Over acts one and two, tension builds. Church politics are exposed (for some reason), jump scares and scary voices do what they can to frighten the audience, and then the other shoe drops. In act three, Amorth and his sidekick, Fr. Esquibel, take on the “king of hell” who uses their sins against them to cause confusion and doubt. With the help of the Crucifix, holy water, and other sacramentals (St. Benedict’s medal of which demons are terrified), Amorth is victorious, performs the exorcism, and beats Azmodius back to Hell.
The tactics the antagonist uses are somewhat peculiar, though. Repeatedly throughout the movie, the demon repeats that his “sins will seek [him] out.” This is fascinating because exorcisms are never performed alone—the exorcist always has a companion priest—and the primary consequences of sin are division and exile. By attempting to divide the faithful from each other, evil stands to gain a weakened opponent.
Regardless, the flashing lights, explosions, and elemental manipulations on screen do not reflect the reality of spiritual warfare in either the grand or micro sense. The diocese in which our university is located is actually home to two prolific deliverance ministry centers, whose primary function is the evacuation of evil spirits. At St. Michael’s Center for Deliverance Ministry in D.C., there is a critical focus on the eradication of malign spirits, exorcism, but also on the care and spiritual renewal of those who are afflicted and victimized by said torments. There are no fire-tornadoes, but rather simple and joyful Catholics praying and ministering to the spiritually infirm in silence and peace.
Take a second and consider whether or not you believe in the existence of evil and in what sense you assume this belief. Consider also that there is an increasingly popular trend to dabble with the occult: ouija boards, ethereal communication, astrology, and the rest. Today, fewer and fewer people identify with a religious tradition, yet they subscribe to what most refer to with a single, broad, vague term: “spirituality.” Simply, one will commonly hear utterances like “I am not religious, but I am spiritual.” Ultimately, this means people are rejecting God and denying faith in Him, but not denying the instance of immaterial beings. This goes beyond the ghosts, ghouls, and banshees of common Halloween. This poses a serious problem for believers. If someone is not religious, but simply “spiritual” who is to say exactly what spirits are influencing and interacting with them. Because faith is declining in our age in coincidence with an increased fascination with new age spiritualism, it seems that Satan may have an upper hand.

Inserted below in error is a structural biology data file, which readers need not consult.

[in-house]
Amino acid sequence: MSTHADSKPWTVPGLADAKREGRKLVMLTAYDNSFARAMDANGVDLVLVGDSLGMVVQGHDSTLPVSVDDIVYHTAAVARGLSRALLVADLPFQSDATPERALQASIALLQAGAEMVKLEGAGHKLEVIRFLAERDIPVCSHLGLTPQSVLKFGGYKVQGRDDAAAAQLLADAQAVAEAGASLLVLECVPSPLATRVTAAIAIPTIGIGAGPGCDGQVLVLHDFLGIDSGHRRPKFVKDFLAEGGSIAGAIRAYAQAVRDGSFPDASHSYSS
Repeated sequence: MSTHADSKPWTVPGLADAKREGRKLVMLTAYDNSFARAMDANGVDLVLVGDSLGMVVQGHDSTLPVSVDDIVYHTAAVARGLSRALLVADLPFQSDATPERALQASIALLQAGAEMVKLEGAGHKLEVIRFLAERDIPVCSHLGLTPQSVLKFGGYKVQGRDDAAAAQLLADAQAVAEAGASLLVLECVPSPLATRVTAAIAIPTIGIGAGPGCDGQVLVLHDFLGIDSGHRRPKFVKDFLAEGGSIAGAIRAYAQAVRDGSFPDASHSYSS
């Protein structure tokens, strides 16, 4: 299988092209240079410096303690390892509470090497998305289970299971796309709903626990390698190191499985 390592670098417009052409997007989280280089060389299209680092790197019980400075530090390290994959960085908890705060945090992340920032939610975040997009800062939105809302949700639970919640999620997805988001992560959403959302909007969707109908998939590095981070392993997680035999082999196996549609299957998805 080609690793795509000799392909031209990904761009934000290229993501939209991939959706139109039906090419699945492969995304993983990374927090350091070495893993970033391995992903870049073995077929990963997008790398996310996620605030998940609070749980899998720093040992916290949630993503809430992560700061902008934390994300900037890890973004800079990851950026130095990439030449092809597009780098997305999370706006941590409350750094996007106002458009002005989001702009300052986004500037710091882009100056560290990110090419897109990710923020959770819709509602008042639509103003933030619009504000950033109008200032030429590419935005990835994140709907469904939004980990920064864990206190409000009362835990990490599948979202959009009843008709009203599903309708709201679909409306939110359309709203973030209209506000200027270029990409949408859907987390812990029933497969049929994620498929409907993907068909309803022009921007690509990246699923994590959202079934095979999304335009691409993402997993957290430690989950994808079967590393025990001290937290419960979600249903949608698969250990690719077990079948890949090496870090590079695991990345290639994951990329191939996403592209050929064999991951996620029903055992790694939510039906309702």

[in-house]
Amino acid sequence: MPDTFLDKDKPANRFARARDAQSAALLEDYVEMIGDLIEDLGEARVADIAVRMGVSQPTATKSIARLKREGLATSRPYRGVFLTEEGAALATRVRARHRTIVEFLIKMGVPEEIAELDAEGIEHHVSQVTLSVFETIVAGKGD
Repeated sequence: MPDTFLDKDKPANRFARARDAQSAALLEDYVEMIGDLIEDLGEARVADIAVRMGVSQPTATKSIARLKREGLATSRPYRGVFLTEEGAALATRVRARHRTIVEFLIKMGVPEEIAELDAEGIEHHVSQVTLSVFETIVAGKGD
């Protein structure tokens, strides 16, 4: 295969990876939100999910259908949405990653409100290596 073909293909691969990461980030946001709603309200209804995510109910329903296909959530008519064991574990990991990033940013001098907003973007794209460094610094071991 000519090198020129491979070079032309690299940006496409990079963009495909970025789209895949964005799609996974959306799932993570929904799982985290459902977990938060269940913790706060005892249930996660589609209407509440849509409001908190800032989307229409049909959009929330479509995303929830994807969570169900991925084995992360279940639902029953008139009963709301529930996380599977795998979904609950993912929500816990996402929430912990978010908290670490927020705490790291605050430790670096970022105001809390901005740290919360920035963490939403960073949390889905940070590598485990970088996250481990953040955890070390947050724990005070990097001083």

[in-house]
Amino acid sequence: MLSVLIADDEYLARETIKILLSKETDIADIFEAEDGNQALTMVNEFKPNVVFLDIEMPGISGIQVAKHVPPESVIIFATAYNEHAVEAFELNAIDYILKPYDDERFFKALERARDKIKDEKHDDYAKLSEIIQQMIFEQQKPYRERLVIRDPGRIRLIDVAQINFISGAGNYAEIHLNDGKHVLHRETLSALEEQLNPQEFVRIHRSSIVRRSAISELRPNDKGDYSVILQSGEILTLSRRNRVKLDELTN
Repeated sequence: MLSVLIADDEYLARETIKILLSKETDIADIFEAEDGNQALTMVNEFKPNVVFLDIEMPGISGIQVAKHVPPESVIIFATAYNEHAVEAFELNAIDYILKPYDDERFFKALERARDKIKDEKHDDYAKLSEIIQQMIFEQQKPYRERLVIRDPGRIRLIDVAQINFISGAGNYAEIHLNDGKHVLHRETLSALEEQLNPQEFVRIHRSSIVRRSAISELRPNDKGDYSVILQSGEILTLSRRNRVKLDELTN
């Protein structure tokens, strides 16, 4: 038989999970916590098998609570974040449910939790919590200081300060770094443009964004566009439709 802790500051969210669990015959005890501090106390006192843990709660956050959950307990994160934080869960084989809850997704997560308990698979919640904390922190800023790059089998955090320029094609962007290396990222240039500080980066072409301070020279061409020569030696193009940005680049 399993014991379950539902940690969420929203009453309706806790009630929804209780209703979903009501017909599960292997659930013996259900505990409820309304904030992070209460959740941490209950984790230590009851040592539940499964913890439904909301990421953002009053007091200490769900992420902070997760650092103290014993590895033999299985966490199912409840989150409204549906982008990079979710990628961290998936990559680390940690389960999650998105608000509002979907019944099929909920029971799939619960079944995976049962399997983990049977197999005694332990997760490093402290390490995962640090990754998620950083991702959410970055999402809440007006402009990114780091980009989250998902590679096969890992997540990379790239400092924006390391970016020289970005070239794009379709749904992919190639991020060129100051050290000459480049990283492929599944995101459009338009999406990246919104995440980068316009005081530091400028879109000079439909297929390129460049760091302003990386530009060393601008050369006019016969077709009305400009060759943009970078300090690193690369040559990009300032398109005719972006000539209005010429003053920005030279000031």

Yet, in my estimation, one thing the faithful often forget (or rather, take for granted) is that Christ is Risen! The battle is won! Christ reigns forever. Death was defeated on the cross. This does not diminish the call of the faithful to fight tenaciously in spiritual warfare for a greater number of souls to be welcomed into the Good Shepherd’s fold. It does the opposite: it inspires.
How then, you ask, ought we engage in spiritual warfare? How do we do it? As the Savior taught us: prayer and fasting. As cool as it would be to go toe-to-toe with demonic forces, few are asked to live that life. The spiritual battle, opposed to what Crowe (and the rest of Hollywood, at that) presents, is nothing like a Michael Bay film. Instead, a much better tactic is to fight the spiritual battle on the front lines where you find yourself. This is the Little Way which St. Thérèse formulated. Engage in prayer. Make a sacrifice. Practice abstinence. Check your passions. The Holy Rosary, the Church’s prayer and meditation on the life of Christ through invocation of the Blessed Virgin, is a honed blade with which one can fight. Understand that around every corner is a spiritual battle to be won, and forever supporting you in the cause are those who engaged in the same fight: the saints. Evil is real, but not even close to the reality of God’s love. I hope you all had a happy Halloween, and a Blessed All Saints Day. All holy men and women of God, pray for us!